11. There is some misguided posts here. The overseas strand is under Digital TV Discussion/Overseas There is no strand for DRM digital radio only DAB+, so I put it in the strand Television and Radio Off Topic described as "Off-topic posts of an uncategorised Television or Radio nature" Hrh, I used the term live radio to indicate I don't want podcasts which are pre-recorded and distributed by the mobile phone network. It also applies to streaming broadband. I want AM or FM. Telstra https://www.telstra.com.au/coverage-networks/our-coverage has put 3G cell transmitters along the Eyre Highway. The coverage however is not complete. I don't know how many cars within the coverage area of an individual tower can be supplied with program because whilst broadcasting feeds all listeners simultaneously, mobiles treat each phone as an individual user with their individual program. The most isolated part of the Eyre Highway radio wise is between Kalgoorlie/Esperance to Streaky Bay SA. In a straight line between ABC's 6GF Kalgoorlie 2 kW power (6KG (RadioWest) 2 kW) to the ABC's 5SY Streaky Bay 2kW, 1128 km and the line crosses the Eyre Highway just East of Madura, however this is not half way. In a straight line between ABC's 6ED Esperance 1kW, (6SE(RadioWest) 5 kW) to 5SY, 1152 km but the path is nowhere near the coast of the Bight. Outside of Kalgoorlie, Esperance and Streaky Bay, very low powered FM transmitters are in Salmon Gums, Norseman, Penong SA and Ceduna/Smoky Bay. So where is there no daytime radio coverage? Alanh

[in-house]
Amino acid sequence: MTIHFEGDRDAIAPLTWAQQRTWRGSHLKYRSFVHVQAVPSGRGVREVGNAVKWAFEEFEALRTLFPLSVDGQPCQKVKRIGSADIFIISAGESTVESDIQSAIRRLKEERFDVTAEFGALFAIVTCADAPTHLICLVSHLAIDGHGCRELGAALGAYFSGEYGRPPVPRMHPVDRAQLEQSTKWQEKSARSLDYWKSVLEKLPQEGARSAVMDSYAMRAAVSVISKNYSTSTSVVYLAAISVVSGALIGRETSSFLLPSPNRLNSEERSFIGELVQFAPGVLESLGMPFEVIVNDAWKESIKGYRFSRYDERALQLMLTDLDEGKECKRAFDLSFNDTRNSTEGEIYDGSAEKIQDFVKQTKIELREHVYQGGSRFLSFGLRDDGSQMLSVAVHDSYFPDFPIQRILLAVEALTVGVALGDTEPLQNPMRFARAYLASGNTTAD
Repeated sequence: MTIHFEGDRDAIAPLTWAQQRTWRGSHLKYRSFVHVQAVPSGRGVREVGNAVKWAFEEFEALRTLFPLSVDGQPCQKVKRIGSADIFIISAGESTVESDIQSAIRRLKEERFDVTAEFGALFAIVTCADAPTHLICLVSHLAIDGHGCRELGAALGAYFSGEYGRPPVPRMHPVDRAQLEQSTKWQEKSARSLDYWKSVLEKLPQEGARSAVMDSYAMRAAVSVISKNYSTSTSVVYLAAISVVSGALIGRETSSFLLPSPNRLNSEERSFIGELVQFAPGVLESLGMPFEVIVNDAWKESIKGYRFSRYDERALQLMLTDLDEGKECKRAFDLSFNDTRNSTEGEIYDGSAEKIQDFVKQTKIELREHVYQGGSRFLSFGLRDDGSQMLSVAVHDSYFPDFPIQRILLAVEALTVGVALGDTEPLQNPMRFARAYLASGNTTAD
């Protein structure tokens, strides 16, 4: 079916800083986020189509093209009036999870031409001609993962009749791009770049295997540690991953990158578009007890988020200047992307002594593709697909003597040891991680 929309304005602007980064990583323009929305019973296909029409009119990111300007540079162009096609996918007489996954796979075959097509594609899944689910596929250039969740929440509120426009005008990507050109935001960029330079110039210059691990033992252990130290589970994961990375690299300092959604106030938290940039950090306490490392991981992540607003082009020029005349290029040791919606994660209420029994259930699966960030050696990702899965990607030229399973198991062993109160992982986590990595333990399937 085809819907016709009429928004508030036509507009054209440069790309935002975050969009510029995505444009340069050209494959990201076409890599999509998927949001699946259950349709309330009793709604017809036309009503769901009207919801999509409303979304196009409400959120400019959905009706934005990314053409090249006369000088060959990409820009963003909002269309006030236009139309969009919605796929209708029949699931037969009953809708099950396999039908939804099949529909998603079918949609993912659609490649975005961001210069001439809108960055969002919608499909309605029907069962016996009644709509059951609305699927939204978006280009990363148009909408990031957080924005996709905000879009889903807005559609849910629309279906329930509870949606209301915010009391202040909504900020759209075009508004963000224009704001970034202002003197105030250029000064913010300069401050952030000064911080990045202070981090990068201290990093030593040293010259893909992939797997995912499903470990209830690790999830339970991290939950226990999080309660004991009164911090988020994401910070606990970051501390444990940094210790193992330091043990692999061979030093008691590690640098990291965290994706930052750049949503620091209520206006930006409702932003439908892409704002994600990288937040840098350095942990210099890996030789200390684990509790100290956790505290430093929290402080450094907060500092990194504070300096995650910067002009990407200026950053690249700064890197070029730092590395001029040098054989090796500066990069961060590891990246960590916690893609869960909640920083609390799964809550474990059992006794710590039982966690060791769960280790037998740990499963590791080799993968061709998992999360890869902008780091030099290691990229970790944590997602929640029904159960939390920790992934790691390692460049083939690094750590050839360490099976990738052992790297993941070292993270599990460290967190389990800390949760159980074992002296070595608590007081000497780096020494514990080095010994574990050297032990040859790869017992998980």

12. Garry, Read http://www.acma.gov.au/Citizen/TV-Radio/Television/TV-reception/whats-wrong-with-my-tv-reception and the associated links. Just remember that the ACMA will do nothing if the mobile phone tower equipment is operating within its licence conditions. It will be up to the viewer to insert a 700 MHz filter as I mentioned above with no compensation. Alanh